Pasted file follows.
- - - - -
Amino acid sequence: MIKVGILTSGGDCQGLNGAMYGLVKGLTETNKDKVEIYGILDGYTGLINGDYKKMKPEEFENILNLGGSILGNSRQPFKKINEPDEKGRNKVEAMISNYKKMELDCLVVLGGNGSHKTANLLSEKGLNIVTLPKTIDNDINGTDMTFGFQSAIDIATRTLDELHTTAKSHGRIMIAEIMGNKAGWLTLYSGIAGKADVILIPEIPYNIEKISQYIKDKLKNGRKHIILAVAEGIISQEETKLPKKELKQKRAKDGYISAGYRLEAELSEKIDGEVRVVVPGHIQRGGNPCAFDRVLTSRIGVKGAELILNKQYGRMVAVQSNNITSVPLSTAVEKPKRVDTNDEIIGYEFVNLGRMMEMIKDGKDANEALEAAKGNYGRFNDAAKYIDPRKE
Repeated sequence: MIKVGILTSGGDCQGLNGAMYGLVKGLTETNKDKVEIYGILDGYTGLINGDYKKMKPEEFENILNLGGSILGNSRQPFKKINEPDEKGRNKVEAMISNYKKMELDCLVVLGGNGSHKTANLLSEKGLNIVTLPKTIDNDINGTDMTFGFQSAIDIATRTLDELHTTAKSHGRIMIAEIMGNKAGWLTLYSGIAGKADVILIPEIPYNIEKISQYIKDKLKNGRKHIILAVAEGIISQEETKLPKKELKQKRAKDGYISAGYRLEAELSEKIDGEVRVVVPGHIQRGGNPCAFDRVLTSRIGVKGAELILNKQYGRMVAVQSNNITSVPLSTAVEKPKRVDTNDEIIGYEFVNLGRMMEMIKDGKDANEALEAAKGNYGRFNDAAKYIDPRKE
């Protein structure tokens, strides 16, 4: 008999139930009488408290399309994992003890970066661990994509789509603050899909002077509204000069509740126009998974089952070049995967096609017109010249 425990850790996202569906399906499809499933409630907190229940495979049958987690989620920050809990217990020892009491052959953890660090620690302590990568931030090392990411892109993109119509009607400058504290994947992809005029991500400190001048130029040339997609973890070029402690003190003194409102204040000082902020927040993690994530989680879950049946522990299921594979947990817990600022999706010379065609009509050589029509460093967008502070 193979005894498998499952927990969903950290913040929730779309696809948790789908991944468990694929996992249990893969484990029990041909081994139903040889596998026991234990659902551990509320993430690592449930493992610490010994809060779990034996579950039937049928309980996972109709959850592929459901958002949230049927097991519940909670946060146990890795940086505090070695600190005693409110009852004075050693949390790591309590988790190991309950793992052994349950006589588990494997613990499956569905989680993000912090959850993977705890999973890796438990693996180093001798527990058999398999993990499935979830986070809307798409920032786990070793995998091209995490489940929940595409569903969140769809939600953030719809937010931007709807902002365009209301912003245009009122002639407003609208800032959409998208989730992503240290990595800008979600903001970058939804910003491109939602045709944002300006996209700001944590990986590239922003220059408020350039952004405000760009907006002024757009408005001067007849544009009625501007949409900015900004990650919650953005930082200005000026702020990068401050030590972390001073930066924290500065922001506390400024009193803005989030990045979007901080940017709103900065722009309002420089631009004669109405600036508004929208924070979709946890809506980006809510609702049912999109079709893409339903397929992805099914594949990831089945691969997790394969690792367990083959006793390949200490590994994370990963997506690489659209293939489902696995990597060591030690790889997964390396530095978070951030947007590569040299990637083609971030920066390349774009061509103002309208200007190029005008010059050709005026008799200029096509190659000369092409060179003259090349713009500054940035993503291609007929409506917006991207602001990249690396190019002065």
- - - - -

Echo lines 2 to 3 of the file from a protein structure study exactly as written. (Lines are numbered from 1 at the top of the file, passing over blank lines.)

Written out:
Repeated sequence: MIKVGILTSGGDCQGLNGAMYGLVKGLTETNKDKVEIYGILDGYTGLINGDYKKMKPEEFENILNLGGSILGNSRQPFKKINEPDEKGRNKVEAMISNYKKMELDCLVVLGGNGSHKTANLLSEKGLNIVTLPKTIDNDINGTDMTFGFQSAIDIATRTLDELHTTAKSHGRIMIAEIMGNKAGWLTLYSGIAGKADVILIPEIPYNIEKISQYIKDKLKNGRKHIILAVAEGIISQEETKLPKKELKQKRAKDGYISAGYRLEAELSEKIDGEVRVVVPGHIQRGGNPCAFDRVLTSRIGVKGAELILNKQYGRMVAVQSNNITSVPLSTAVEKPKRVDTNDEIIGYEFVNLGRMMEMIKDGKDANEALEAAKGNYGRFNDAAKYIDPRKE
């Protein structure tokens, strides 16, 4: 008999139930009488408290399309994992003890970066661990994509789509603050899909002077509204000069509740126009998974089952070049995967096609017109010249 425990850790996202569906399906499809499933409630907190229940495979049958987690989620920050809990217990020892009491052959953890660090620690302590990568931030090392990411892109993109119509009607400058504290994947992809005029991500400190001048130029040339997609973890070029402690003190003194409102204040000082902020927040993690994530989680879950049946522990299921594979947990817990600022999706010379065609009509050589029509460093967008502070 193979005894498998499952927990969903950290913040929730779309696809948790789908991944468990694929996992249990893969484990029990041909081994139903040889596998026991234990659902551990509320993430690592449930493992610490010994809060779990034996579950039937049928309980996972109709959850592929459901958002949230049927097991519940909670946060146990890795940086505090070695600190005693409110009852004075050693949390790591309590988790190991309950793992052994349950006589588990494997613990499956569905989680993000912090959850993977705890999973890796438990693996180093001798527990058999398999993990499935979830986070809307798409920032786990070793995998091209995490489940929940595409569903969140769809939600953030719809937010931007709807902002365009209301912003245009009122002639407003609208800032959409998208989730992503240290990595800008979600903001970058939804910003491109939602045709944002300006996209700001944590990986590239922003220059408020350039952004405000760009907006002024757009408005001067007849544009009625501007949409900015900004990650919650953005930082200005000026702020990068401050030590972390001073930066924290500065922001506390400024009193803005989030990045979007901080940017709103900065722009309002420089631009004669109405600036508004929208924070979709946890809506980006809510609702049912999109079709893409339903397929992805099914594949990831089945691969997790394969690792367990083959006793390949200490590994994370990963997506690489659209293939489902696995990597060591030690790889997964390396530095978070951030947007590569040299990637083609971030920066390349774009061509103002309208200007190029005008010059050709005026008799200029096509190659000369092409060179003259090349713009500054940035993503291609007929409506917006991207602001990249690396190019002065």